• @RoHa

      Your assertions about who have what rights are merely assertions. I can easily assert X has a right to do Y for anything, that doesn' t prove much. Mr. Slater is trying to convince Jews. A moral system, like the anti-colonial system, which argues that change of ownership is inherently immoral and thus Jews must be permanently denied the rights shared by other nations because they lost a war in the 1st century, is unlikely to be convincing to Jews. In the end either you agree Jews are humans and deserving of equality or you don't and you agree with Hitler that they are parasites on humanity and not deserving of anything. I get that you think that Jews should have endured centuries more of their destruction so as not to displace some vague claim to Palestine by a group of people who lived in a much wider region including Palestine.

      But Jews are not going to find an argument for their permanent slavery convincing. They are not going to agree to their own inequality. Jews believe that Jews have the same right to Judea, as Chinese do to China and French do to France. There are Jews who are perfectly comfortable with Jews living in permanent subordination, but they are rare. I get that you fully support the destruction of Zionism / Israel / the Jews. But the fact you find that a good program doesn't mean Jews will. If you want to be convincing on a moral argument for Jews it is going to have to come from a place that includes the full equality of Jews.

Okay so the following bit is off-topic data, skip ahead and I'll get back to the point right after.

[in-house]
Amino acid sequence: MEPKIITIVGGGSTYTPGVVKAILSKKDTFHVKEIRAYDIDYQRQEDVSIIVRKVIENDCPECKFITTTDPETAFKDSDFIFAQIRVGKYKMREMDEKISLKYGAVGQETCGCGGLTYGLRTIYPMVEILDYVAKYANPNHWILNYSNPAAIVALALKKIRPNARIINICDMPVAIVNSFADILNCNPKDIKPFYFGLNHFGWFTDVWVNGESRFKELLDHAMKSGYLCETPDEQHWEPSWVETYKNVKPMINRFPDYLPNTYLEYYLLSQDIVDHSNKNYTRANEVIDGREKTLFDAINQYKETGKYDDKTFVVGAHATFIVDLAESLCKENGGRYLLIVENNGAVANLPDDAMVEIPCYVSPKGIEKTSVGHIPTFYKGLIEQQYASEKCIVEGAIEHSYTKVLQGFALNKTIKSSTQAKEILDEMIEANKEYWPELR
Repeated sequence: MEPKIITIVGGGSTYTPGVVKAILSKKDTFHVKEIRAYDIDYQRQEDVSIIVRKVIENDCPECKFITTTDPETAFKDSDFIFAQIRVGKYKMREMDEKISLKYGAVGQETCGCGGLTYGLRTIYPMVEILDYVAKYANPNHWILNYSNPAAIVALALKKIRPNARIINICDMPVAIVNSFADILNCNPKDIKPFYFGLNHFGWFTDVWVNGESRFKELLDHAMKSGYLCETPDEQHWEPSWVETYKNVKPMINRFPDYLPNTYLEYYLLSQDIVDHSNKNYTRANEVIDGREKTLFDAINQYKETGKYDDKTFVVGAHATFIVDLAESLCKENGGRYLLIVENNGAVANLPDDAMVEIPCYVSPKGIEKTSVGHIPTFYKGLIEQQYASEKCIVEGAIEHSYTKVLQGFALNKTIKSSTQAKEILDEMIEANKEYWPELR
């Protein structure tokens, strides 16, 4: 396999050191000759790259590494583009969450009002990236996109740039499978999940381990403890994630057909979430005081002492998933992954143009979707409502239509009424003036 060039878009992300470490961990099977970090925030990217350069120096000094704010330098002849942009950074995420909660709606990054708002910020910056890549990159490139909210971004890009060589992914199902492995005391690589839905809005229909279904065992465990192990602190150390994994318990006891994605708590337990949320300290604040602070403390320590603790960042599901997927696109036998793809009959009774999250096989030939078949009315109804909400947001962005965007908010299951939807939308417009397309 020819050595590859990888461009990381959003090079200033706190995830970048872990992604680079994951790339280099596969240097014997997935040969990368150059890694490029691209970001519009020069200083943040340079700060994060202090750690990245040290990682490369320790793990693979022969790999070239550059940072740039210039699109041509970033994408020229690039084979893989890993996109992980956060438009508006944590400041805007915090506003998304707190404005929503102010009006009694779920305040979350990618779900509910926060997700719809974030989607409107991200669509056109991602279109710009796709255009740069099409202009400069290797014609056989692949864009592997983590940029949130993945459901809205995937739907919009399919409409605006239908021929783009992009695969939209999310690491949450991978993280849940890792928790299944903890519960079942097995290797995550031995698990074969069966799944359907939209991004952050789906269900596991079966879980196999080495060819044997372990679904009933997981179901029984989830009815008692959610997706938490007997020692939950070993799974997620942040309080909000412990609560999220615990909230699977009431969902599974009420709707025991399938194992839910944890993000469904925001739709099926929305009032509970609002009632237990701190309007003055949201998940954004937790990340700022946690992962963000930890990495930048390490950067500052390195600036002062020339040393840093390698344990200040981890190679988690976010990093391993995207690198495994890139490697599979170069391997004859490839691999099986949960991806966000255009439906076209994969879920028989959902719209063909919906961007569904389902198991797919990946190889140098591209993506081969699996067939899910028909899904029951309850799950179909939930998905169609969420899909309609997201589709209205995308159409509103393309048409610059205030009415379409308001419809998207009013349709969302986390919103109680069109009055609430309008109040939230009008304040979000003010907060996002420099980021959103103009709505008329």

Everybody acquired territory by force. Everybody. If the argument is that no one has the right to live where their ancestors conquered then no one has the right to live anywhere. Get rid of oxygen and give the planet back to the anaerobic bacteria because they are the only original inhabitants anywhere. Everyone else stands thousands of generations of conquest. The Palestinians if one wants to assert their heritage were the agents of many iterations of brutality and slaughter.